Novation teased us in February with the Circuit rhythm, but we had almost no information beyond the fact that these were samples and what we could extract from the labels on the front. Well, the beat is officially here and it offers a pretty compelling marriage of Circuit workflow and SP-404 style beatmaking for $ 400.
Basically, the Rhythm Circuit is built on the same platform as the Tracks circuits. It even has the same chassis (just in light gray instead of black) and the same rechargeable battery as the Tracks. The heart of all circuits is the eight-track, 32-step sequencer and 32-pad control surface. They also have several built-in effects, as well as mutation and probability functions to add variation and evolve your models.
You’ll even find the exact same selection of I / O ports on the back, including MIDI in, out and thru, analog sync, plus a USB-C port, microSD card slot, headphone jack, outputs stereo audio and two audio inputs
But where the audio inputs on the tracks are two mono audio streams for the mixer, on the beat these are stereo inputs for the sampler. And instead of having two dedicated polyphonic synth engines, two external MIDI tracks, and four drum tracks, the Rhythm has eight sampled tracks that can be whatever you want. You can load up the first track with a few kicks and snares, start a shaker loop on track two, play a bass sample chromatically on track three, then cut a few strings on track four. And you will still have four more tracks to add little pieces of ear candy.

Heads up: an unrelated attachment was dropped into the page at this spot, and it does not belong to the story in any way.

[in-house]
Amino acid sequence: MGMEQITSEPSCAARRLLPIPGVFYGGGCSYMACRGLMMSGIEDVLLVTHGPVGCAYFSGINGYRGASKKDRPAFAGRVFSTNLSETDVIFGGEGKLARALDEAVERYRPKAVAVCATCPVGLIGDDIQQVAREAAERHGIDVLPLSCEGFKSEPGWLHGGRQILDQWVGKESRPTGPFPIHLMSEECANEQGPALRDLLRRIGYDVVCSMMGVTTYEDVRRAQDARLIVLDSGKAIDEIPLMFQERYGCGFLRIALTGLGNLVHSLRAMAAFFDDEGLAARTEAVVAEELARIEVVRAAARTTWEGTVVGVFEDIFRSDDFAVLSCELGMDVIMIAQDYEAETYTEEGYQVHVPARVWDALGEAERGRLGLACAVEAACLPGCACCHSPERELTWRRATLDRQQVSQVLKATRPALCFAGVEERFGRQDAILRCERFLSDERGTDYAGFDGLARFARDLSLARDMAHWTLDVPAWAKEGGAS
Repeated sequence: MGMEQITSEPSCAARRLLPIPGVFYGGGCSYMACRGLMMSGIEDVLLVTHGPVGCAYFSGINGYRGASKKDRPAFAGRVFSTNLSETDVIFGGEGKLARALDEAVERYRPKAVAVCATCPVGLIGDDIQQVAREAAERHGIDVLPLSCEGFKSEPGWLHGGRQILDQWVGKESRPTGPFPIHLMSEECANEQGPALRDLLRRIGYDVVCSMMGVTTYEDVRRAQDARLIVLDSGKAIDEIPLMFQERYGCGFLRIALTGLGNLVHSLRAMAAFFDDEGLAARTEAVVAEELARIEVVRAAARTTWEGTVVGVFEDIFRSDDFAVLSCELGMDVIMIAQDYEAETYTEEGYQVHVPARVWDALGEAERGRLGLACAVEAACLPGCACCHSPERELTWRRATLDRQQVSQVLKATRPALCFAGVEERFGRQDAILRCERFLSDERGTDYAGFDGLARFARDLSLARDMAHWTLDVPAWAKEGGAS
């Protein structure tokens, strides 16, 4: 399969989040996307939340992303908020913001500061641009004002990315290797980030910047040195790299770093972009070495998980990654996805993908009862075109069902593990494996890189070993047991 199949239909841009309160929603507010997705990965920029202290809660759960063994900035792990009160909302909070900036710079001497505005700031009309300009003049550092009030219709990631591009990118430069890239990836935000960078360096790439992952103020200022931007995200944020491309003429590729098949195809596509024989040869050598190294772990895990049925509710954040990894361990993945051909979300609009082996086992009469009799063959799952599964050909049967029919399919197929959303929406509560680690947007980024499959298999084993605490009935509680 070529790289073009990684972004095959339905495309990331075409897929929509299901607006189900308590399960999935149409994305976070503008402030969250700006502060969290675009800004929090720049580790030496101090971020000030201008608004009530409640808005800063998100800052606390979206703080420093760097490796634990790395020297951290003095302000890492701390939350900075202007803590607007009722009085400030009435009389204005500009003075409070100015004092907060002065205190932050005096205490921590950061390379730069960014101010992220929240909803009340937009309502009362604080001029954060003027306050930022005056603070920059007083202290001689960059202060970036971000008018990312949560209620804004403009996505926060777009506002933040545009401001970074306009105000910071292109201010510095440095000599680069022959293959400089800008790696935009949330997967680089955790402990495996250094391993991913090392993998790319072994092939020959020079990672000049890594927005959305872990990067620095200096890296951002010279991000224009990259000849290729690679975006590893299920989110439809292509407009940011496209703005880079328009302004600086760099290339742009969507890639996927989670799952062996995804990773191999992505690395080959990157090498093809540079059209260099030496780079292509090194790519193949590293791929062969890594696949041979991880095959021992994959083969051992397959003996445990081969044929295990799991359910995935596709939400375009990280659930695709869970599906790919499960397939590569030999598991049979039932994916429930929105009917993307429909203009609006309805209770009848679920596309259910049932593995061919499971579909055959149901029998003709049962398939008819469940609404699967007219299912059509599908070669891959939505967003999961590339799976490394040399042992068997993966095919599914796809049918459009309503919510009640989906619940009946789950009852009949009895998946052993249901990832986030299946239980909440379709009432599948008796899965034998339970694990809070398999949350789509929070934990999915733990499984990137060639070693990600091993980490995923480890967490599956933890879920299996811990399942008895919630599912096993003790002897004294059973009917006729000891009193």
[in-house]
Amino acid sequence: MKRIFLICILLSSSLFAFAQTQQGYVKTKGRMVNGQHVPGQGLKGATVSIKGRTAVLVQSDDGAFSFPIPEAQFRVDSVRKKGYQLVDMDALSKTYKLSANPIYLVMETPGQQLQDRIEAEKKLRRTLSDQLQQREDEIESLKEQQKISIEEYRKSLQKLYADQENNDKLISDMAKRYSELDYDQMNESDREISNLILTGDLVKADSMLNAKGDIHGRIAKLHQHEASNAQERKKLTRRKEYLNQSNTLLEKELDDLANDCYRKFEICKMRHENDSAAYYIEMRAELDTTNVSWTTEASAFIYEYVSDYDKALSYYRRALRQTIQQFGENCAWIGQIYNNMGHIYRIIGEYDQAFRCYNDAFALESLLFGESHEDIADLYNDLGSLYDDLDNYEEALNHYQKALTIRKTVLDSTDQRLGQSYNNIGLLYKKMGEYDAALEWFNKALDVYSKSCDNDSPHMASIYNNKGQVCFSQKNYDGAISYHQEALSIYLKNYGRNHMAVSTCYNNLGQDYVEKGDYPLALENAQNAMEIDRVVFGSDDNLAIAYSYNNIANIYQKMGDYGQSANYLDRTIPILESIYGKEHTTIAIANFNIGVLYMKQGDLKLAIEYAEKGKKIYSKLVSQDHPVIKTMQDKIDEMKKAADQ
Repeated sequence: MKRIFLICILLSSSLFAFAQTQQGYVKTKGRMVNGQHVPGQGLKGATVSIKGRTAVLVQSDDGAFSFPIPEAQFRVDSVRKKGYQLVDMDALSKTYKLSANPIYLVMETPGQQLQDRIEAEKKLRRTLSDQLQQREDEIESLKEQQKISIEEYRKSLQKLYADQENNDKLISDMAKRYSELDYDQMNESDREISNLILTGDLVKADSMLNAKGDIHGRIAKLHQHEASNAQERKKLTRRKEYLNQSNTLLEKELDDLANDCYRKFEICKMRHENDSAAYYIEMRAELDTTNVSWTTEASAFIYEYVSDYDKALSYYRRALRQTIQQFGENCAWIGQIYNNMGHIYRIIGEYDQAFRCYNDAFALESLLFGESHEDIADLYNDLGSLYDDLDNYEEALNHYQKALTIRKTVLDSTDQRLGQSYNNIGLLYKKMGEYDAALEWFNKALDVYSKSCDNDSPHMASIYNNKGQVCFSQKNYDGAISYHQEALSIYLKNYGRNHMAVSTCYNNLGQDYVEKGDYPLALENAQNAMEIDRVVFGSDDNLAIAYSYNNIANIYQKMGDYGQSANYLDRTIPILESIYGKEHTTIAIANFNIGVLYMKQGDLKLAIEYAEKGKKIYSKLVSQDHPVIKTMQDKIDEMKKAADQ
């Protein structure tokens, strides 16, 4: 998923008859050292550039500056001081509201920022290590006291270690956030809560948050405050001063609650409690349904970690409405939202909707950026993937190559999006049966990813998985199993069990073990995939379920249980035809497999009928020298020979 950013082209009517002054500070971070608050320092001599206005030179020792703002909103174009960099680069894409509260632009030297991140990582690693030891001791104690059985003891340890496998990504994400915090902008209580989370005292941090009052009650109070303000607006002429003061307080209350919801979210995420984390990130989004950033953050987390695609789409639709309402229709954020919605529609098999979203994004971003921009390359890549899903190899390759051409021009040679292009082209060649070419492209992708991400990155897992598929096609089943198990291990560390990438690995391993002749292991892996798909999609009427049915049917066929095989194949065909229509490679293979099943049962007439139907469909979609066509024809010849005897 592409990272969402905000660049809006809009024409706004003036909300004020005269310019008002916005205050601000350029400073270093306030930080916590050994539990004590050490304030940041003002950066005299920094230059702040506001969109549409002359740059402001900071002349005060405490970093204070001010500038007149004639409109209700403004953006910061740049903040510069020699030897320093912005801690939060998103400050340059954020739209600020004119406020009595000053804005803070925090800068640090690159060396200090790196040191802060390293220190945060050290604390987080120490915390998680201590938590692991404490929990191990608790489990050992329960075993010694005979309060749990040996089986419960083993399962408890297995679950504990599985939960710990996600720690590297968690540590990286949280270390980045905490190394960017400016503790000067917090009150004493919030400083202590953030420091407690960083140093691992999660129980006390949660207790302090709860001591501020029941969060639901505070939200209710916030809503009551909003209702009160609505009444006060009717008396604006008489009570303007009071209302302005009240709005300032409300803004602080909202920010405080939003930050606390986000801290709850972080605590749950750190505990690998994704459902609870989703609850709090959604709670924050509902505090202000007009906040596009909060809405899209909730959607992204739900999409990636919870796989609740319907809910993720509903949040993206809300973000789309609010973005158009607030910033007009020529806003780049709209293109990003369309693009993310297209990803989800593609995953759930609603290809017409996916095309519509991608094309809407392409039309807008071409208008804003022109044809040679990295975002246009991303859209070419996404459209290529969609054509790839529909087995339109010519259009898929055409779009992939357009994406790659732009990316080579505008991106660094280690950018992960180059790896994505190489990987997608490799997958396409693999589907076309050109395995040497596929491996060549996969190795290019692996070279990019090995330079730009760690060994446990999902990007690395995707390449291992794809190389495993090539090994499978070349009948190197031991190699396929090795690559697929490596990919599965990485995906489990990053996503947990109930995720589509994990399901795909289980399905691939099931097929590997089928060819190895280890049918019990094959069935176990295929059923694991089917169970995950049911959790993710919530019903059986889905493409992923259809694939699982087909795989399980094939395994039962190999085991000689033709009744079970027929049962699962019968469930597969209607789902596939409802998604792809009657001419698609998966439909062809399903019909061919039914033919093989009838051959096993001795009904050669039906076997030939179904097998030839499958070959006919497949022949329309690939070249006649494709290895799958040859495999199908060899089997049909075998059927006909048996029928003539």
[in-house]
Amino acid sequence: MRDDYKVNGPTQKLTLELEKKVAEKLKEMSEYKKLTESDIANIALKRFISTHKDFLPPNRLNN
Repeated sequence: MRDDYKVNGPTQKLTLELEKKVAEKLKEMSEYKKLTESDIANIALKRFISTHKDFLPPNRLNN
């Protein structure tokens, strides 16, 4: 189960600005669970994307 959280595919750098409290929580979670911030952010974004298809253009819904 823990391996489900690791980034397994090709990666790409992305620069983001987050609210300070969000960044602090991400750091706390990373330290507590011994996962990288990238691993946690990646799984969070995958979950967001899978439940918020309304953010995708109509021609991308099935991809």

In addition to the reverb, delay, and sidechain effects you’ll find in tracks, Rhythm also has what it calls Grid FX for live performance. These are punch-in effects that are definitely inspired by classic sampling workstations like the SP-404 and SP-303, preferred by J Dilla and MF Doom. There’s rhythm repeat, gate, vinyl simulation, phaser, auto filter, digitize, and reverse.
The key to capturing the vibe of these classic machines is the sampling features. On the one hand, you can resample a loop you’ve processed through these effects to cook into a vinyl squeeze and crackle, before slicing it up and rearranging your beat for even more stuttering and lo-fi quality. Importantly, it can also sample external audio through stereo inputs and outputs, then automatically slice it into equal chunks or manually by pressing the pads during sample playback to insert slices. This gives it a big head start over other budget grooveboxes like the Elektron: Samples model.
The big question is whether the Circuit workflow, which skips a screen for a series of function pages that you navigate with the RGB pads, will be as intuitive for manipulating samples as it is for playing synth bass. To answer this, you will have to wait for our review (which is already underway).
The Novation Circuit Rhythm is available for preorder now for $ 400 and will ship in mid-July.
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